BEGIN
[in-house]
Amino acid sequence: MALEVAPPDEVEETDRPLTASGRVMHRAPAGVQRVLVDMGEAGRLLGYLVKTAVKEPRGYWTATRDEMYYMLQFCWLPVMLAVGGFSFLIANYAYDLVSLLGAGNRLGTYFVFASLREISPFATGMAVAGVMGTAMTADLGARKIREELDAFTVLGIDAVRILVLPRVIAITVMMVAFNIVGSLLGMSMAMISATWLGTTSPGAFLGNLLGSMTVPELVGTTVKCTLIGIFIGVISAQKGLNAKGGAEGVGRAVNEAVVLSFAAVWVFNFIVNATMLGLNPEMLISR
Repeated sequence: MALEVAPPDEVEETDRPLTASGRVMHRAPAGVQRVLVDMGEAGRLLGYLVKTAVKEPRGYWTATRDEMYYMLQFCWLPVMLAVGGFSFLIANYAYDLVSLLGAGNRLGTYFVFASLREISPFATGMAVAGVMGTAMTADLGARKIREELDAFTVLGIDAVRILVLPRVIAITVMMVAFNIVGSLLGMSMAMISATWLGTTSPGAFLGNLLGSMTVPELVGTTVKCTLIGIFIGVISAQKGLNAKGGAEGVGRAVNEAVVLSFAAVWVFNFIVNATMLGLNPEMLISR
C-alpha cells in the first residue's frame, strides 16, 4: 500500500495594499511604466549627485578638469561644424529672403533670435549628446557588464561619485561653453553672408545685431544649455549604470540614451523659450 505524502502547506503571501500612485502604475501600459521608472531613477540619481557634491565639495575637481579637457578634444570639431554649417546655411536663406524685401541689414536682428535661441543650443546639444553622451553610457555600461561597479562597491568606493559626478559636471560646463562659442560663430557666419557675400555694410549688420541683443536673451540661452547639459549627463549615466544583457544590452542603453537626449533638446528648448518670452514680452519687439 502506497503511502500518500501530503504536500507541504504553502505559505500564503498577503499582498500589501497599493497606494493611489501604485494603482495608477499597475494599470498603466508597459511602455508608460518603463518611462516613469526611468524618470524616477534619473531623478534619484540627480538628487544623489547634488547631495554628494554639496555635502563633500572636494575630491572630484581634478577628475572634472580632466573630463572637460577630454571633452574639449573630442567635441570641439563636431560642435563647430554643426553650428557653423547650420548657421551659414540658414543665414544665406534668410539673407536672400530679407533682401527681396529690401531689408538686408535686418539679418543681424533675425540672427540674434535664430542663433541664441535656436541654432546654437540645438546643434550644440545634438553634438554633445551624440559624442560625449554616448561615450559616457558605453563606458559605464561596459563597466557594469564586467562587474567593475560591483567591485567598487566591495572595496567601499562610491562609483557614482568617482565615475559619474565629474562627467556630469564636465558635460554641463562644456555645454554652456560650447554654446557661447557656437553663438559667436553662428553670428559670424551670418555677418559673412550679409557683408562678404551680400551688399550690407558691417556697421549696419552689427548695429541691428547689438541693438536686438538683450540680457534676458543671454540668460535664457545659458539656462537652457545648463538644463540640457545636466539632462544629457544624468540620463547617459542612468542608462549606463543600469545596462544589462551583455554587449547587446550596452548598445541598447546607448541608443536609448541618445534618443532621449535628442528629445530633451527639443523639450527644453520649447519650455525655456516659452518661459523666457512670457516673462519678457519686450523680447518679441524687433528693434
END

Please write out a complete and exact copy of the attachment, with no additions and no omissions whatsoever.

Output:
[in-house]
Amino acid sequence: MALEVAPPDEVEETDRPLTASGRVMHRAPAGVQRVLVDMGEAGRLLGYLVKTAVKEPRGYWTATRDEMYYMLQFCWLPVMLAVGGFSFLIANYAYDLVSLLGAGNRLGTYFVFASLREISPFATGMAVAGVMGTAMTADLGARKIREELDAFTVLGIDAVRILVLPRVIAITVMMVAFNIVGSLLGMSMAMISATWLGTTSPGAFLGNLLGSMTVPELVGTTVKCTLIGIFIGVISAQKGLNAKGGAEGVGRAVNEAVVLSFAAVWVFNFIVNATMLGLNPEMLISR
Repeated sequence: MALEVAPPDEVEETDRPLTASGRVMHRAPAGVQRVLVDMGEAGRLLGYLVKTAVKEPRGYWTATRDEMYYMLQFCWLPVMLAVGGFSFLIANYAYDLVSLLGAGNRLGTYFVFASLREISPFATGMAVAGVMGTAMTADLGARKIREELDAFTVLGIDAVRILVLPRVIAITVMMVAFNIVGSLLGMSMAMISATWLGTTSPGAFLGNLLGSMTVPELVGTTVKCTLIGIFIGVISAQKGLNAKGGAEGVGRAVNEAVVLSFAAVWVFNFIVNATMLGLNPEMLISR
C-alpha cells in the first residue's frame, strides 16, 4: 500500500495594499511604466549627485578638469561644424529672403533670435549628446557588464561619485561653453553672408545685431544649455549604470540614451523659450 505524502502547506503571501500612485502604475501600459521608472531613477540619481557634491565639495575637481579637457578634444570639431554649417546655411536663406524685401541689414536682428535661441543650443546639444553622451553610457555600461561597479562597491568606493559626478559636471560646463562659442560663430557666419557675400555694410549688420541683443536673451540661452547639459549627463549615466544583457544590452542603453537626449533638446528648448518670452514680452519687439 502506497503511502500518500501530503504536500507541504504553502505559505500564503498577503499582498500589501497599493497606494493611489501604485494603482495608477499597475494599470498603466508597459511602455508608460518603463518611462516613469526611468524618470524616477534619473531623478534619484540627480538628487544623489547634488547631495554628494554639496555635502563633500572636494575630491572630484581634478577628475572634472580632466573630463572637460577630454571633452574639449573630442567635441570641439563636431560642435563647430554643426553650428557653423547650420548657421551659414540658414543665414544665406534668410539673407536672400530679407533682401527681396529690401531689408538686408535686418539679418543681424533675425540672427540674434535664430542663433541664441535656436541654432546654437540645438546643434550644440545634438553634438554633445551624440559624442560625449554616448561615450559616457558605453563606458559605464561596459563597466557594469564586467562587474567593475560591483567591485567598487566591495572595496567601499562610491562609483557614482568617482565615475559619474565629474562627467556630469564636465558635460554641463562644456555645454554652456560650447554654446557661447557656437553663438559667436553662428553670428559670424551670418555677418559673412550679409557683408562678404551680400551688399550690407558691417556697421549696419552689427548695429541691428547689438541693438536686438538683450540680457534676458543671454540668460535664457545659458539656462537652457545648463538644463540640457545636466539632462544629457544624468540620463547617459542612468542608462549606463543600469545596462544589462551583455554587449547587446550596452548598445541598447546607448541608443536609448541618445534618443532621449535628442528629445530633451527639443523639450527644453520649447519650455525655456516659452518661459523666457512670457516673462519678457519686450523680447518679441524687433528693434